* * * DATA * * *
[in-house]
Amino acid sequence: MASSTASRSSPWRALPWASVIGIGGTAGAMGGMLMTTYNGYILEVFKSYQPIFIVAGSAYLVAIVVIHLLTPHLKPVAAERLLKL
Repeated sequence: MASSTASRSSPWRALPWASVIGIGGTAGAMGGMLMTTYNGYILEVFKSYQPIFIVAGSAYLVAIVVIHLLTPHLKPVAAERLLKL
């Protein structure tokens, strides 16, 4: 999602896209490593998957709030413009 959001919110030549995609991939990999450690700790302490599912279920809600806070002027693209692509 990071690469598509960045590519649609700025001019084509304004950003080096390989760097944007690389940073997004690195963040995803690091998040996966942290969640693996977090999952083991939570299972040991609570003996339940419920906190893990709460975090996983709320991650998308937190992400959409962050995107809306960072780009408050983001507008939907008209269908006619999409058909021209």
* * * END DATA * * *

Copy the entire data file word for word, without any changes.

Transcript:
[in-house]
Amino acid sequence: MASSTASRSSPWRALPWASVIGIGGTAGAMGGMLMTTYNGYILEVFKSYQPIFIVAGSAYLVAIVVIHLLTPHLKPVAAERLLKL
Repeated sequence: MASSTASRSSPWRALPWASVIGIGGTAGAMGGMLMTTYNGYILEVFKSYQPIFIVAGSAYLVAIVVIHLLTPHLKPVAAERLLKL
């Protein structure tokens, strides 16, 4: 999602896209490593998957709030413009 959001919110030549995609991939990999450690700790302490599912279920809600806070002027693209692509 990071690469598509960045590519649609700025001019084509304004950003080096390989760097944007690389940073997004690195963040995803690091998040996966942290969640693996977090999952083991939570299972040991609570003996339940419920906190893990709460975090996983709320991650998308937190992400959409962050995107809306960072780009408050983001507008939907008209269908006619999409058909021209």